Air China has announced two moves which would considerably increase its presence on routes between China and the two largest nations of Australasia, Australia...

Air China has announced two moves which would considerably increase its presence on routes between China and the two largest nations of Australasia, Australia and New Zealand.

In the first move, Air China will launch four-times-weekly Beijing-Melbourne non-stop service on June 1, becoming the only carrier  to operate the  route non-stop.


This photograph shows Air China A330-200 B-6505 loading at the gate at Vancouver International Airport

This photograph shows Air China A330-200 B-6505 loading at the gate at Vancouver International Airport

 

Air China will continue operating its existing Shanghai-Melbourne non-stop service upon the launch of the new Beijing-Melbourne route, which means it will serve Melbourne from mainland China’s two most important international gateways.

In its second move to boost its Australasia presence, Air China and Air New Zealand are planning to create an alliance for services between China and the island nation of New Zealand.

The proposed alliance between the two Star Alliance member airlines requires regulatory approvals from the Chinese and New Zealand governments.

It would see Air China introduce a daily direct service between Beijing and Auckland. The Chinese flag carrier would also continue to codeshare on Air New Zealand’s daily Shanghai-Auckland service, which Air New Zealand will operate with Boeing 787-9 Dreamliners from August 24.

The sleek, shark-like lines of the Boeing 787-9 are very evident in this photograph of Air New Zealand's first Boeing 787-9

The sleek, shark-like lines of the Boeing 787-9 are very evident in this photograph of Air New Zealand’s first Boeing 787-9

 

According to Air China, the proposed alliance would further open up Beijing as a new market to and from New Zealand.

The airlines aim to almost double sustainable capacity between China and New Zealand, while offering other benefits to travelers such as greater service frequency and improved network connections.

“By connecting the Chinese capital with New Zealand for the first time in three years we would provide tourists and business travellers with unparalleled air connectivity between and within each home market,” says Christopher Luxon, Air New Zealand’s chief executive officer.

Air New Zealand’s planned alliance with Air China would see two home carriers with complementary strengths at each end of the China-New Zealand routes working together to drive traffic in both directions, according to Luxon.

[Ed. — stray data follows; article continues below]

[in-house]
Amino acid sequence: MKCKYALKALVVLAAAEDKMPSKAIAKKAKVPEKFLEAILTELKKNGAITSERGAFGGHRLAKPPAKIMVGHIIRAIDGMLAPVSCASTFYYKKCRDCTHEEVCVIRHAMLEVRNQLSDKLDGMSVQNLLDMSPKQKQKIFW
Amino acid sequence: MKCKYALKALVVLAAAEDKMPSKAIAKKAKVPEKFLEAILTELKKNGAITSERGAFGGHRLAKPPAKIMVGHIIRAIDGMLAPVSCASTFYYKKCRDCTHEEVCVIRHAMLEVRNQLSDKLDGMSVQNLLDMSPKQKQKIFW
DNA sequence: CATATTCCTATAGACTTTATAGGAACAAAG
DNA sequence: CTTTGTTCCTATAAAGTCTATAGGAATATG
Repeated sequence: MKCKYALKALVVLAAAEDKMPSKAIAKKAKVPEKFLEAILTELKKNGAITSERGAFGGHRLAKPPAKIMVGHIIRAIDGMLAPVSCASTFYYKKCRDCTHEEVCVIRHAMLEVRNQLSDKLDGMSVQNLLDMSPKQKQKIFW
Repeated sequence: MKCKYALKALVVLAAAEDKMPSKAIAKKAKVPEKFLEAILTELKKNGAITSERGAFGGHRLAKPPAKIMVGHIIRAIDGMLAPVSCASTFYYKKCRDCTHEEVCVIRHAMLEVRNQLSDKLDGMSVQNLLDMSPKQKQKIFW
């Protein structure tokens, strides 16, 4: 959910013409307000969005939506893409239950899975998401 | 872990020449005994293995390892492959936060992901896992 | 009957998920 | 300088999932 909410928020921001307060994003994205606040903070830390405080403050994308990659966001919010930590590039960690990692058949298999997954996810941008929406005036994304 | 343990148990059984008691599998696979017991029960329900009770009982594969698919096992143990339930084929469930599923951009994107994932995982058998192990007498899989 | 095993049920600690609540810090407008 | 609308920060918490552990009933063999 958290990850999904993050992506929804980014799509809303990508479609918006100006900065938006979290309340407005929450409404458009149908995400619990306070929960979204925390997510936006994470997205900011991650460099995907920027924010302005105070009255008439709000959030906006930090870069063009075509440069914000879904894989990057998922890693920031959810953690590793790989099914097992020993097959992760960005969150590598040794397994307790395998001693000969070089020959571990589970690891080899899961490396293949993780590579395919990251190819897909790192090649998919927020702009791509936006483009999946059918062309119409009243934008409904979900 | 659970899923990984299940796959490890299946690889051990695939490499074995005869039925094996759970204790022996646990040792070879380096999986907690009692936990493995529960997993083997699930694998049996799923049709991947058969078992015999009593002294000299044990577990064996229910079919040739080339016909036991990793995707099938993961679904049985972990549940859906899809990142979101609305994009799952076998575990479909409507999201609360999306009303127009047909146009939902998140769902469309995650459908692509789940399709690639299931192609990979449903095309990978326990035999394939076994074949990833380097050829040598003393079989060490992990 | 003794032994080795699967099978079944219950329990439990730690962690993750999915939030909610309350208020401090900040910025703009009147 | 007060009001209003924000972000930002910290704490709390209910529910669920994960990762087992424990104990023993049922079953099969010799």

Air China took delivery of its first Boeing 747-8 Intercontinental passenger jumbo on September 29, 2014, becoming the first carrier in Asia to operate the 747-8I. Pictured here is the airline's first 747-8 Intercontinental, one of seven ordered by Air China, during a pre-delivery test flight

Air China took delivery of its first Boeing 747-8 Intercontinental passenger jumbo on September 29, 2014, becoming the first carrier in Asia to operate the 747-8I. Pictured here is the airline’s first 747-8 Intercontinental, one of seven ordered by Air China, during a pre-delivery test flight

 

Subject to regulatory approvals, alliance services could commence as early as December 2015, according to Air China.

On its new Beijing-Melbourne route, Air China will initially operate its flights from Beijing on Mondays, Wednesdays, Fridays and Sundays, but it is already planning to increase the frequency of the service to a daily flight from October 25.

The carrier’s outbound Beijing-Melbourne flight CA165 is timed to depart Beijing Capital International Airport (IATA code PEK) at 2:00 a.m. on Mondays, Wednesdays, Fridays and Sundays from June 1, arriving at Melbourne Airport (MEL) at 3:30 p.m. local time.

In the other direction, flight CA166 will leave MEL at 8:40 p.m. local time and will touch down at PEK at 6:30 a.m. the following day, local time.

Air China decided to upgrade the Business Class cabins of 16 of its Airbus A330-200s to feature fully lie-flat beds and a new in-flight entertainment system for each seat

Air China decided to upgrade the Business Class cabins of 16 of its Airbus A330-200s to feature fully lie-flat beds and a new in-flight entertainment system for each seat

 

Air China will operate its Beijing-Melbourne flights with Airbus A330-200 widebodies.

With the start of its Beijing-Melbourne service, the number of flights per week that Air China operates from Beijing and Shanghai to Australian airports (it serves the country’s two largest cities, Sydney and Melbourne) will increase to 23.

Additionally, Air China’s capacity in the China-Australia market will go up by 60 per cent.

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